Dan Price, who's famous for setting a $70,000 minimum wage at his company, has a message for government leaders in his home state of Washington, and in the federal government: Please raise taxes on the wealthiest Americans.
In testimony before the Washington State legislature a year ago, Price, the CEO of credit-card payment processor Gravity Payments, formally asked to have his own taxes increased. These days, he's a vocal supporter of Washington's proposed HB 1406, a law that would impose a 1 percent tax on Washington residents with a net worth of more than $1 billion. In a scathing tweet this week, he disputed the argument that most billionaires shouldn't pay additional taxes because they are philanthropists who already put their money to good use.
"One of capitalism's biggest PR scams is the 'philanthropist,' " he tweeted. "The average billionaire donates 1 percent of their fortune to charity yearly--less than non-billionaires. But when you donate $200 you don't get glowing articles, a hospital named after you and a massive tax write-off."
There's a lot to argue with in that tweet. First of all, when you donate $200 to a nonprofit you do get a $200 write-off. Second, according to MarketWatch, Amazon founder Jeff Bezos, the biggest donor of 2020, gave away 0.47 percent of his net worth, while the average American gives away about 2 percent of his or her disposable income every year. That's an apples-to-oranges comparison if ever there was one.
Should the ultra-rich pay more than they do?
But what about the larger question of whether the wealthiest people should pay higher taxes? That may be one area where most of us agree. A Reuters/Ipsos poll published right before the pandemic found that almost two-thirds of Americans, and more than half of Republicans, favor higher taxes on the ultra-rich as a way to address growing economic inequality. Increasing taxes on the wealthy is an idea that traditionally gains popularity during times of economic uncertainty, so it's likely that even more people would support the idea now.
Some opponents argue that raising taxes on the wealthiest will create a disincentive for innovation and entrepreneurship. But let's take a quick look at the past. The 1960s saw the founding of Walmart, Nike, and Southwest Airlines, among many others. The 1980s gave us Bloomberg, Adobe, AOL, and Dell. Amazon, Netflix, eBay, and Google were all founded in the 1990s. One thing all those decades have in common is that tax rates on the wealthiest were much, much higher than they are today. In fact, a recent study showed, the wealthiest 0.01 percent have seen their tax rates decrease by 83 percent since 1953.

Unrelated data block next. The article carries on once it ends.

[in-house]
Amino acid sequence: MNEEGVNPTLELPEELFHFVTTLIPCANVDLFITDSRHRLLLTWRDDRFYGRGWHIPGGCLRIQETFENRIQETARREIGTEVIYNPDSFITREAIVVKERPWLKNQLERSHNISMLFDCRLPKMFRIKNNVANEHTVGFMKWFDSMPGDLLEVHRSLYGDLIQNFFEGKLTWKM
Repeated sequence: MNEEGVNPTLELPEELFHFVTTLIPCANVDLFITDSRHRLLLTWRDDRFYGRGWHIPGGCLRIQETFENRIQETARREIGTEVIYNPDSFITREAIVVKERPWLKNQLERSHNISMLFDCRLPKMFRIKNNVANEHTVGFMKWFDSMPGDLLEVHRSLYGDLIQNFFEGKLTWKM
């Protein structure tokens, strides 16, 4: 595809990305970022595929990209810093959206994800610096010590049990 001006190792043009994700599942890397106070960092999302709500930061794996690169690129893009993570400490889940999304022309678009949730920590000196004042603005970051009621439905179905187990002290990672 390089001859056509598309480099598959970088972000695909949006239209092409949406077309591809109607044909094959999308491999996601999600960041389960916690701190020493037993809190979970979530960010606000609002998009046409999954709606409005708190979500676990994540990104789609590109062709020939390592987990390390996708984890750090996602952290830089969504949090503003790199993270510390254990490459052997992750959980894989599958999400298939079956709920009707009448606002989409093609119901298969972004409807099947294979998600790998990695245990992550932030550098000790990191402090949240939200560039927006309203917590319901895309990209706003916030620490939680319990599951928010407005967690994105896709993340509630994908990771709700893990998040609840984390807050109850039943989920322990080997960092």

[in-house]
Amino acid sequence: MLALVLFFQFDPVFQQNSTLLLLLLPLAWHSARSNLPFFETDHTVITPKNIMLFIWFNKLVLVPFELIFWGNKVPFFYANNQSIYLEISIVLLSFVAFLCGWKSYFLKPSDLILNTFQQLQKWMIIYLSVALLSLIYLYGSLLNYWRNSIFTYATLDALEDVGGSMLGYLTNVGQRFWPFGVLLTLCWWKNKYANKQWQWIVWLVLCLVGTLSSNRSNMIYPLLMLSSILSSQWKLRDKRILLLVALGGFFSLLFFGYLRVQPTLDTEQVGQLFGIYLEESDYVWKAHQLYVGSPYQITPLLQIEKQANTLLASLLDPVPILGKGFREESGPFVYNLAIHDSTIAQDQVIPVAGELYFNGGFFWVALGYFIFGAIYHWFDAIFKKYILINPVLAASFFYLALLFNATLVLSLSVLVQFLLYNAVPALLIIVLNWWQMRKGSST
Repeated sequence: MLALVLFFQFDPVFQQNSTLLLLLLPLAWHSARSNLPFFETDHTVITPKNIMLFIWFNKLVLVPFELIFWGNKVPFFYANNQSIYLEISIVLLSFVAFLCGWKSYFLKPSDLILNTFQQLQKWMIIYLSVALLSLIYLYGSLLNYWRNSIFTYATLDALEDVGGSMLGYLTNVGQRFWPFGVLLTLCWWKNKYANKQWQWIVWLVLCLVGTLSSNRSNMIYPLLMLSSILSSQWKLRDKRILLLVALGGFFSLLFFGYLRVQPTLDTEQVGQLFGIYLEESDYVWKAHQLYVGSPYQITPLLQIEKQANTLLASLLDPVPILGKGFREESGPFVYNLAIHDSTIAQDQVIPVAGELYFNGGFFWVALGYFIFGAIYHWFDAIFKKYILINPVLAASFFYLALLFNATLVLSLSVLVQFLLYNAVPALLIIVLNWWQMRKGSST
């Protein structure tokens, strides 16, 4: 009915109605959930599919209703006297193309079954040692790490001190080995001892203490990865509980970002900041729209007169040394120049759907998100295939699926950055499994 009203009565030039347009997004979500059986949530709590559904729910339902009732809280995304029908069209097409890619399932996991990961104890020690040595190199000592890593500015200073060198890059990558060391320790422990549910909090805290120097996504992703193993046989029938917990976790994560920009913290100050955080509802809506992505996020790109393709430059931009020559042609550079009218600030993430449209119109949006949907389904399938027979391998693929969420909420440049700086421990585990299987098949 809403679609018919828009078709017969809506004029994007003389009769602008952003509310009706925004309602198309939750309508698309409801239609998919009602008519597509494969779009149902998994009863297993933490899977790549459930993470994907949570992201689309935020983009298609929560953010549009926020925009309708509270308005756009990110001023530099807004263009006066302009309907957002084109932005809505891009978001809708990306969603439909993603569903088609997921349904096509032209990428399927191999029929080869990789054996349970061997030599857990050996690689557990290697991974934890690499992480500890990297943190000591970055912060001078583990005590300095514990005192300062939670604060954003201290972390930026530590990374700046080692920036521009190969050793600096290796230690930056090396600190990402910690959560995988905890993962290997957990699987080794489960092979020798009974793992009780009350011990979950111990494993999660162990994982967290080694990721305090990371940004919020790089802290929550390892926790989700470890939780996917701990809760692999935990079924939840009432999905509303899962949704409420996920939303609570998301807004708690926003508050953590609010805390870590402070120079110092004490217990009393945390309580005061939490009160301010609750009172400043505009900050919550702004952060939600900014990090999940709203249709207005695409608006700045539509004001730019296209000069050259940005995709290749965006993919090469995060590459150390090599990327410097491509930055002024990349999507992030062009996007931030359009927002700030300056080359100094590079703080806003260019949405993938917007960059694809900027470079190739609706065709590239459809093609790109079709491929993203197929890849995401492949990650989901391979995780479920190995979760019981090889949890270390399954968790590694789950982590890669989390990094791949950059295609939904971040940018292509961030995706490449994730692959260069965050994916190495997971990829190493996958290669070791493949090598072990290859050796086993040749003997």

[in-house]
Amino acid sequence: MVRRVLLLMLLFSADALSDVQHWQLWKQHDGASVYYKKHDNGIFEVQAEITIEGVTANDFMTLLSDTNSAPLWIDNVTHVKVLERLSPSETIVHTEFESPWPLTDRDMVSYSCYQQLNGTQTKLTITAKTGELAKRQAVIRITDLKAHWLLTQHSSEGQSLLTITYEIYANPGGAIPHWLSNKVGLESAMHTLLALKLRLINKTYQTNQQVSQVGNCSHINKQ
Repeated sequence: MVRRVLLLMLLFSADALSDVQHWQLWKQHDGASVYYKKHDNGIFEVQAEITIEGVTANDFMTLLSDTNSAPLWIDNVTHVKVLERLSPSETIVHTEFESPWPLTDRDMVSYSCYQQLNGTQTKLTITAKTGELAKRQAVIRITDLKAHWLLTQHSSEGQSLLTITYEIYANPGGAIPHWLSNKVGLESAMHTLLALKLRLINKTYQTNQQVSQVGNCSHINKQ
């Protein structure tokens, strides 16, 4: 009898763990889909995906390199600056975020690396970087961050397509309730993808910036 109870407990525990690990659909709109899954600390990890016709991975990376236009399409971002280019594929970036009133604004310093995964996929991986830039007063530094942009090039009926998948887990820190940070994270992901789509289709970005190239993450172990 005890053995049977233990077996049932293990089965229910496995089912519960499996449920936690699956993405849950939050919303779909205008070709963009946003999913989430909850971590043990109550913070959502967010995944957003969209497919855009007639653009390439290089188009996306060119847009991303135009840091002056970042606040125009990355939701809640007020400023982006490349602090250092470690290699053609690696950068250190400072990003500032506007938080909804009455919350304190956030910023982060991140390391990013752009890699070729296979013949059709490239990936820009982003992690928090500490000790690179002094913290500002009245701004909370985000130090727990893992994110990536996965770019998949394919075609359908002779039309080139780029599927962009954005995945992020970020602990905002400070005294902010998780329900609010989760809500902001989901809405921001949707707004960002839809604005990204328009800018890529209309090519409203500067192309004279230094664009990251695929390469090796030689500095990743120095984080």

A second, more pessimistic, argument is that we shouldn't raise taxes on the ultra-rich because Bill Gates and Warren Buffett have a much better idea of how to spend money for good than our federal or state governments do. That could be true of those specific two billionaires who are both philanthropic powerhouses. But if you're right-leaning, you may not be wild about how George Soros spends his money, and if you're left-leaning, you may feel similarly about Charles Koch.
In a way, it comes down to what you think about democracy. Our system is founded on the idea that the government collects money from everyone and then our elected officials decide how that money should be spent. If they do a bad job, they are answerable at the voting booth. Whatever your political beliefs, I'm guessing you agree that recent history has shown us plenty of flaws in our system. But it still seems better to me than leaving as much money as possible in the hands of billionaires who answer to no one.
Is Jeff Bezos a Washingtonian?
Which brings us back to Washington's proposed billionaire tax. It's billed as a tax targeting Bezos specifically, but the state's calculation of revenue from the proposed tax don't seem to take his billions into account. They may be assuming that his legal residence is elsewhere (he also has homes in Texas, New York, and Washington, D.C.). Or perhaps that he'll change his legal residence if the new tax becomes law.
Washington is unusual in that it has no state income tax, which means its tax revenue from individuals all comes from sales and property tax. Thus, the wealthy and the poor are taxed at the exact same rate whereas income tax is a usually a "progressive" system in which higher earners pay more. As a result of Washington's "regressive" system, one analysis found, residents who make less than $24,000 a year pay about 18 percent of their income in taxes, while the very wealthiest pay only 3 percent.
Proponents say that the billionaire tax will address some of this unfairness and also provide a quick infusion of funds that the state badly needs. If it passes, it will be the nation's first tax calculated on someone's net worth rather than his or her income. But it may not be the last. Other states, including California and New York, also have proposed measures to tax those above a certain net worth.
These proposals may have a hard time getting enacted into law, and if they pass, the states that pass them may have an even harder time collecting the billionaires' tax payments. Whatever the fate of these specific laws, though, Price has a point. The nation's wealthiest 0.01 percent probably should pay more taxes than they do. How much or how little they give to good causes won't change that.